This is the view of the newest appointed MMC in the City of Johannesburg, Nico De Jager, former chairperson of the Transport Committee.
lmost three months after being appointed on 14 February, after the sudden firing of Anthony Still, De Jager was picked from the Democratic Alliance to lead the Environment and Infrastructure Services department.
De Jager believes his is a fundamental department addressing what many residents regard as the sole function of a municipality – service delivery.
“It has been very overwhelming and challenging. I have learned a lot since coming into office,” he told the Randburg Sun.
De Jager is now the political head of the department that oversees Pikitup, Joburg Water and City Power.
He says he regards the entities as intertwined, working together and in synergy.
But his greatest fears are the budgetary constraints, ageing infrastructure, human behaviour and declining revenue.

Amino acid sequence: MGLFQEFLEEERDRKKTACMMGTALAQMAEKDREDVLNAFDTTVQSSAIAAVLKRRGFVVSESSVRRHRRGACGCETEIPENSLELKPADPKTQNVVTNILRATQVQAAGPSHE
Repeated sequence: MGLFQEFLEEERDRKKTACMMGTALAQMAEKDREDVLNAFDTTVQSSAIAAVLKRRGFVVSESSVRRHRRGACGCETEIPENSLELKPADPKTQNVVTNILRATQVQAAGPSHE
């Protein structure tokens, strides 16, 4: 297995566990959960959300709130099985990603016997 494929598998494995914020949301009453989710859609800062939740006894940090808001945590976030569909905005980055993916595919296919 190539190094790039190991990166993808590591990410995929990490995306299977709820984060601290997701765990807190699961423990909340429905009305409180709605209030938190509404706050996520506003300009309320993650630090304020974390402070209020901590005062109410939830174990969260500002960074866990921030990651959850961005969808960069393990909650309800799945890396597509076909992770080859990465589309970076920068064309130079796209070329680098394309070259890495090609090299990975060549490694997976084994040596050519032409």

“People living in informal settlements have the same right to a clean environment as those who live in Sandton. But they do not, because of injustices,” De Jager said.
In order to equally deliver basic services, the City relies on cross-subsidising. The MMC said that a diminishing rates base poses a major threat to this.
“People want generators because they keep getting power cuts. This means they do not have to pay the City for power anymore. We lose revenue,” he said.
Therefore, the City needs to address its repair and maintenance issues. Combining cable theft, the City is facing a major threat to the upkeep of its infrastructure.
“For many years our repair and maintenance budget was inadequate. And there is some very competent staff in the entities. People who have done so much with so little funds. If there were more funds, they would have been able to solve all the problems,” he said.
De Jager argues that if people apply their minds in order to complete projects in the first three months with a limited budget, they would get enough revenue to continue with other projects that the budget did not allow.
The City’s main revenue streams come from property rates (18,4 per cent), water and sanitation (22 per cent) and electricity (32,5 per cent).
It plans to spend, under the new budget introduced by Mayor Herman Mashaba, 32,1 per cent of its revenue on bulk purchases like water and electricity and about R10 billion a year on addressing the R170 billion infrastructure backlog.
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